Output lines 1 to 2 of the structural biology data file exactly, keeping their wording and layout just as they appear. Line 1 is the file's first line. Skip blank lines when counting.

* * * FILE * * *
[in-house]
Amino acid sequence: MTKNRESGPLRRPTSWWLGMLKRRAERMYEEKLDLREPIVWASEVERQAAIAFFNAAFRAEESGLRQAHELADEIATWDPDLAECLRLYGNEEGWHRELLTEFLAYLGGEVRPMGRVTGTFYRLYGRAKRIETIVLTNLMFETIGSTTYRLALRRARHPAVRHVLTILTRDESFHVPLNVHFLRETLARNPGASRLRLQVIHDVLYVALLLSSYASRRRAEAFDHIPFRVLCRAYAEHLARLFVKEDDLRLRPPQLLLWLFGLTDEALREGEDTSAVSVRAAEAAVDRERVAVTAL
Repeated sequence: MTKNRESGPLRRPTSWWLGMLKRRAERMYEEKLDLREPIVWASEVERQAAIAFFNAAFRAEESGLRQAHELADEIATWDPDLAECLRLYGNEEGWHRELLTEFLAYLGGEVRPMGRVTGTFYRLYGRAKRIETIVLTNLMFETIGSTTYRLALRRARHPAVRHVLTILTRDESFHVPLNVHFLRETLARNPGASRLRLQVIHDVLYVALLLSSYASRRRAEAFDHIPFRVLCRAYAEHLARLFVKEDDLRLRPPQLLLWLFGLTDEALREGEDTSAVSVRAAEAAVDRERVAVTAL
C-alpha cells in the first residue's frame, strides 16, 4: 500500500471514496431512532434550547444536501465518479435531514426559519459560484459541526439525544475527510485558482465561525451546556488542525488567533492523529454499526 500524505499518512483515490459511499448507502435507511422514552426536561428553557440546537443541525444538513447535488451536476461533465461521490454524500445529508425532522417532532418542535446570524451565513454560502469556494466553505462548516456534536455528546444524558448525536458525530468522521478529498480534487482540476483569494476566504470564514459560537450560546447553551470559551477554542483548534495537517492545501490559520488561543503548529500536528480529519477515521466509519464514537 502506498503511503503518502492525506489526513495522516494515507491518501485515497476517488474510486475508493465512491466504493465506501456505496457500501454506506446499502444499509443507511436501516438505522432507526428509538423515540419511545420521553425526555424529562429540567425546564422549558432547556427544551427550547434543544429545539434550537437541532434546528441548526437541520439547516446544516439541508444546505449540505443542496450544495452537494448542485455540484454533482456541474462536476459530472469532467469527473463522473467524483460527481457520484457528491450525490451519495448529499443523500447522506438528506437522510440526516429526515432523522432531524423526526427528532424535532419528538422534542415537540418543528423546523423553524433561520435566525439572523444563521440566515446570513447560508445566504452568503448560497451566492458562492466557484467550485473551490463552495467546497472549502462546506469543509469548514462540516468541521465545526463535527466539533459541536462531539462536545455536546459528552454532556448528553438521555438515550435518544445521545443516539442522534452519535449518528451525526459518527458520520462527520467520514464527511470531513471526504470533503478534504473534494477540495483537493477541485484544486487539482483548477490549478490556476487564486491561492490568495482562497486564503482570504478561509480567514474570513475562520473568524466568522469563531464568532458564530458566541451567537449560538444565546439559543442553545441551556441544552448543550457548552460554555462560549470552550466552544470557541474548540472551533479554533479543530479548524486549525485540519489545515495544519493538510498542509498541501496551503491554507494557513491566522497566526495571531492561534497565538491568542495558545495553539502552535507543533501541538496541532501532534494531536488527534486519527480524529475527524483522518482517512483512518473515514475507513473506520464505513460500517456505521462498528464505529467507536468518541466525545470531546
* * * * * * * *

[in-house]
Amino acid sequence: MTKNRESGPLRRPTSWWLGMLKRRAERMYEEKLDLREPIVWASEVERQAAIAFFNAAFRAEESGLRQAHELADEIATWDPDLAECLRLYGNEEGWHRELLTEFLAYLGGEVRPMGRVTGTFYRLYGRAKRIETIVLTNLMFETIGSTTYRLALRRARHPAVRHVLTILTRDESFHVPLNVHFLRETLARNPGASRLRLQVIHDVLYVALLLSSYASRRRAEAFDHIPFRVLCRAYAEHLARLFVKEDDLRLRPPQLLLWLFGLTDEALREGEDTSAVSVRAAEAAVDRERVAVTAL